The grove is “an unprepossessing cluster of eucalyptus and cypress trees that may befuddle you at first, especially if it’s a cloudy day. But look closely,” Reynolds writes. “Those dirty leaves you see might be monarch wings. When the sun comes out, their orange hues blaze, and you realize how many butterflies you’re looking at.”
Interested in learning more about the Western monarch and how to help protect it? The Xerces Society offers plenty of additional information.
Spot sea otters in Moss Landing
Sure, you can easily find sea otters at their popular exhibit in the Monterey Bay Aquarium, but nothing can beat the magic of spotting the furry marine mammals in the wild.
Elkhorn Slough, a large tract of tidal marsh that provides a home for hundreds of species of flora and fauna, is a memorable place to watch sea otters swim and socialize.
In 2019, my partner and I rented a sit-on-top double kayak from Monterey Bay Kayaks and spent a few hours paddling the waterways. Despite encountering some clouds and persistent wind, this adventure remains one of my favorites along the California coast. There’s just nothing like seeing otters dip in and out of the water (from a safe distance, of course).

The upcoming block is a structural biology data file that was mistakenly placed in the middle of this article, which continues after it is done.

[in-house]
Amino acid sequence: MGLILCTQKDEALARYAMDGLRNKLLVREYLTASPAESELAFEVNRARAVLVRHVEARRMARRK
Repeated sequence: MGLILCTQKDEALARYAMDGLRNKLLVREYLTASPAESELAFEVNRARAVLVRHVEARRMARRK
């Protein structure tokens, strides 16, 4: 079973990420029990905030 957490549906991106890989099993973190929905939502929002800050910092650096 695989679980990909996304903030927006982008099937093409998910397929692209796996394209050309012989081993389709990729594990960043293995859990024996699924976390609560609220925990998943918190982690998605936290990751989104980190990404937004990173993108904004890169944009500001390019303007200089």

Rentals from Monterey Bay Kayaks’ Elkhorn Slough location range from $35 to $45 for up to four hours on the water.
In addition to looking for solo sea otters swimming through the water, keep your eyes peeled for a “raft.” That’s when a group of otters sleep side by side, wrapped in kelp so they don’t drift apart. The rafts may include anywhere from two or three to dozens of sea otters snoozing in unison.
If you go, don’t disturb any wildlife while paddling through Elkhorn Slough. (That includes making noises to get the otters to look your way as you take a photo.) Sea Otter Savvy, a community outreach initiative aimed at protecting the animals, provides more guidance here.
See elephant seals near San Simeon
Considering a trip to Big Sur in the next month or two?
Winter is prime time for spotting enormous northern elephant seals at the Piedras Blancas Rookery, 70 miles south of Big Sur, Reynolds writes.